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Roger Arliner Young, Zoologist

The views expressed are those of the author and are not necessarily those of Scientific American.


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In celebration of Black History Month, I will be sharing stories about the African-American experience in the fields of science, technology, engineering, and mathematics (STEM).

For today’s feature, I am sharing a post previously published at Urban Science Adventures! ©.

Dr. Roger Arliner Young was the first African-American Woman to earn a doctorate in Zoology. While an unlikely undergraduate science student, she was mentored by Ernest Everett Just, a prominent Black zoologist at the turn-of-the-other-century and for anyone familiar with African-American Black Greek lettered organizations, a co-founder of Omega Psi Phi Fraternity, Inc.

Dr. Young’s story is interesting to me because I find myself particularly drawn to historical science leaders with whom I share an academic connection in this case an African-American woman who studied zoology. Her ground-breaking work was with paramecium and cells and in marine ecosystems. She is also the first African-American woman to publish in the journal Science. However, her scientific career was fraught with challenges. Her grades as an undergraduate student were unimpressive, but she was obviously brilliant. Her many mentors, prominent scientists at the time and white men saw past her grades and her life issues – she was caring for an invalid mother and had some mental instabilities. Initially she was enrolled in the doctoral program at the University of Chicago (1929) – the same institution Charles Henry Turner attended. However, she failed her qualifying exams – an important exam in Ph.D. programs. She was embarrassed and disappeared. Years later, she re-surfaced teaching life science classes at Howard University, her alma mater. However, things began to go sour there, too. She was dismissed from her position in 1937, but this time she turned the tables in her favor. She used the time to try for her Ph.D. again and was successful. She received her degree in 1940 from the University of Pennsylvania.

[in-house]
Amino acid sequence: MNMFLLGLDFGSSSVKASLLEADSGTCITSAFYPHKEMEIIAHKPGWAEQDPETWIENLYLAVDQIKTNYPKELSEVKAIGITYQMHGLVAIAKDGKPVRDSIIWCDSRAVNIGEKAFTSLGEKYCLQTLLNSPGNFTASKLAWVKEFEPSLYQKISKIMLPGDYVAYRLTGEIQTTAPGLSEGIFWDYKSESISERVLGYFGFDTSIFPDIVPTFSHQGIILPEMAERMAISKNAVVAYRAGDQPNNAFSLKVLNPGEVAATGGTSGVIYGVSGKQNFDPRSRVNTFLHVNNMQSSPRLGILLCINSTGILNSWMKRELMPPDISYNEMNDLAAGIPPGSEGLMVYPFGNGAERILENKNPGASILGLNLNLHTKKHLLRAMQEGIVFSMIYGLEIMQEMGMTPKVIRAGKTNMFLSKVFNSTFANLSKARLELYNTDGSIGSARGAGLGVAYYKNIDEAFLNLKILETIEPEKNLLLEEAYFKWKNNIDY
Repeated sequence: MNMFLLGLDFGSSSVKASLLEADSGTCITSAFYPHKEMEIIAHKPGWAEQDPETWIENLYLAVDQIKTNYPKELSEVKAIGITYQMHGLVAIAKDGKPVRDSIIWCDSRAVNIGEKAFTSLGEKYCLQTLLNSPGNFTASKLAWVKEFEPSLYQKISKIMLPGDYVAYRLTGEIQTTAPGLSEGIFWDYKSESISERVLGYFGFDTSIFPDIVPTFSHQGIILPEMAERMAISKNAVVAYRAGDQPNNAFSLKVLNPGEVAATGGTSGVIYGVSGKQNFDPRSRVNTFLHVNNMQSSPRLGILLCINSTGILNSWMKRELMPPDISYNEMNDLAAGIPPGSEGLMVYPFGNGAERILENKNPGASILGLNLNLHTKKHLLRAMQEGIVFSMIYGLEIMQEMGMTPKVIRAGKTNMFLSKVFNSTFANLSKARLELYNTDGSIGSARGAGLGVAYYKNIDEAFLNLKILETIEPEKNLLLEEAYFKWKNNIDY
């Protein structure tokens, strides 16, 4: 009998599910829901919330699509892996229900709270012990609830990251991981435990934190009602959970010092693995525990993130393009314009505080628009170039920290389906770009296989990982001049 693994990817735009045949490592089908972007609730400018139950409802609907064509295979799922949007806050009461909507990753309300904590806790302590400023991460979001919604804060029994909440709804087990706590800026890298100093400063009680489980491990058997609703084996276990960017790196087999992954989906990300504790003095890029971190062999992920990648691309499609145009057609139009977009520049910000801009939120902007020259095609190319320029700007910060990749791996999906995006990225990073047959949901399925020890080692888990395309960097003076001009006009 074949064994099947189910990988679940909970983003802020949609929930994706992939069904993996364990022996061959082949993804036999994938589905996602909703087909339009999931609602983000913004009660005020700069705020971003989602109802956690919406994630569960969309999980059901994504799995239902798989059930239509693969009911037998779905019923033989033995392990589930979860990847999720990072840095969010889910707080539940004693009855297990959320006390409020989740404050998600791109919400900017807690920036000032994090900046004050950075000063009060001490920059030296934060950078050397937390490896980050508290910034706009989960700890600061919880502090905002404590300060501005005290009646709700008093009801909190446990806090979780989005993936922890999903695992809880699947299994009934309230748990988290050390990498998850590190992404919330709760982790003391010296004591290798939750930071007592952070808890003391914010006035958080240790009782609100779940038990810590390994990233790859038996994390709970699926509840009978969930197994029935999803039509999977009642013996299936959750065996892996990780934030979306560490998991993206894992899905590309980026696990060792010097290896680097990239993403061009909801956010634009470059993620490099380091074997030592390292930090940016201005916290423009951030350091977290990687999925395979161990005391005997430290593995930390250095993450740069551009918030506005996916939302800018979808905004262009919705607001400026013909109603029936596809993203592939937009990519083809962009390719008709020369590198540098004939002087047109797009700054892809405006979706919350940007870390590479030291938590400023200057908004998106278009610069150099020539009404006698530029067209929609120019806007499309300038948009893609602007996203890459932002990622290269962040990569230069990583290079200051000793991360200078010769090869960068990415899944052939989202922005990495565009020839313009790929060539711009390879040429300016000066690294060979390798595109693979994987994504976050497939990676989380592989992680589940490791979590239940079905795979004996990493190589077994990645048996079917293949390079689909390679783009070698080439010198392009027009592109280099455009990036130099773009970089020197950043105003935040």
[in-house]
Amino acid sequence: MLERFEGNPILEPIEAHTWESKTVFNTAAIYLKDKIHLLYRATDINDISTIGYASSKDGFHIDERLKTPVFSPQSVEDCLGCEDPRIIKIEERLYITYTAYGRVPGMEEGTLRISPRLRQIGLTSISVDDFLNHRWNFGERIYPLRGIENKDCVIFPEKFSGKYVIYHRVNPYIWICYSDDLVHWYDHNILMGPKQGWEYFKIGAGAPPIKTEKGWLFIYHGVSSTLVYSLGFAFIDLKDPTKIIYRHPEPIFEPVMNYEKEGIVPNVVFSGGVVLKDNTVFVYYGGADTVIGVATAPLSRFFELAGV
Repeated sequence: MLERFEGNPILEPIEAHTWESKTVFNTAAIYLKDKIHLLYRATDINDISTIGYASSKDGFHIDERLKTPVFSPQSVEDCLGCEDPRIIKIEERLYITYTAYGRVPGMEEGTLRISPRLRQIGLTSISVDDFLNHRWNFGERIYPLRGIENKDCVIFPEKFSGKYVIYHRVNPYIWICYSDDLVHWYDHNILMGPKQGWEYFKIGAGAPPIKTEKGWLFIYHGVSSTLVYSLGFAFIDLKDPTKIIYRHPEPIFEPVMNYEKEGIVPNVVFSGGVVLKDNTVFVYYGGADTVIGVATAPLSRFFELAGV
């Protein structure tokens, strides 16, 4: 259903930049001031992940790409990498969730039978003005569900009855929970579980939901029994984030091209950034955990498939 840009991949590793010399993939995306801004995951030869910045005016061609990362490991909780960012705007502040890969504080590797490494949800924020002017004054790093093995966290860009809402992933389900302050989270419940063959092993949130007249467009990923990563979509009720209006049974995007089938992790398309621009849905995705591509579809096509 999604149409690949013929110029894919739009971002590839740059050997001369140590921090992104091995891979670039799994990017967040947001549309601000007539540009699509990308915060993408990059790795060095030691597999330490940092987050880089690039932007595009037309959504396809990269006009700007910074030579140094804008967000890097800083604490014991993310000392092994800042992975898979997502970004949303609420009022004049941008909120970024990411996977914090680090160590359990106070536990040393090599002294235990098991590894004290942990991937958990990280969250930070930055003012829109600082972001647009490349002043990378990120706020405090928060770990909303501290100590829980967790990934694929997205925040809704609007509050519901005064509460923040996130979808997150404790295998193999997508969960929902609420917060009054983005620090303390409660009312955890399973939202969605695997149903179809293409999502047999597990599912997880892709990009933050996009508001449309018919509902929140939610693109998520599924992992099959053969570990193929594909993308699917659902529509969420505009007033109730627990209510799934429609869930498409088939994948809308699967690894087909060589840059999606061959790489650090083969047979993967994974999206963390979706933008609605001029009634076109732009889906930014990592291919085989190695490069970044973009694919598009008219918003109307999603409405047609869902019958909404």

She continued to research and teach, but moved a lot from institution to institution. Eventually her mental distress got the best of her and she was hospitalized. Though she never experienced any big fanfare and success, she is very much a real Woman Achiever and Science Hero of mine. Her life is a personal testimony that hardships are not permanent barriers. That even the most ‘unlikely’ students can sometimes possess impressive scientific minds. Science is staffed by real people, sometimes fragile people who live with their imperfect lives. I realize that my slowly moving dissertation meter and the life issues I confront daily are a part of life but it that doesn’t mean I can’t accomplish my goals. I sometimes feel a little sad for myself because I am the last of my cohort who has yet to graduate. Even students who started years after me have defended and moved away and I am still here. I feel lonely and disappointed. But then I think, yes, I’m still here. I’m sticking it out. Yes, it is taking me longer, much longer, to finish than I or any of my professors intended, but like Roger Arliner Young, I am finishing. And it doesn’t matter it how long it takes. It is her indomitable spirit that I channel today and everyday and I near completion of my dissertation; and when it is complete I will dedicate it to her memory.

DNLee About the Author: DNLee is a biologist and she studies animal behavior, mammalogy, and ecology . She uses social media, informal experiential science experiences, and draws from hip hop culture to share science with general audiences, particularly under-served groups. Follow on Twitter @DNLee5.

The views expressed are those of the author and are not necessarily those of Scientific American.





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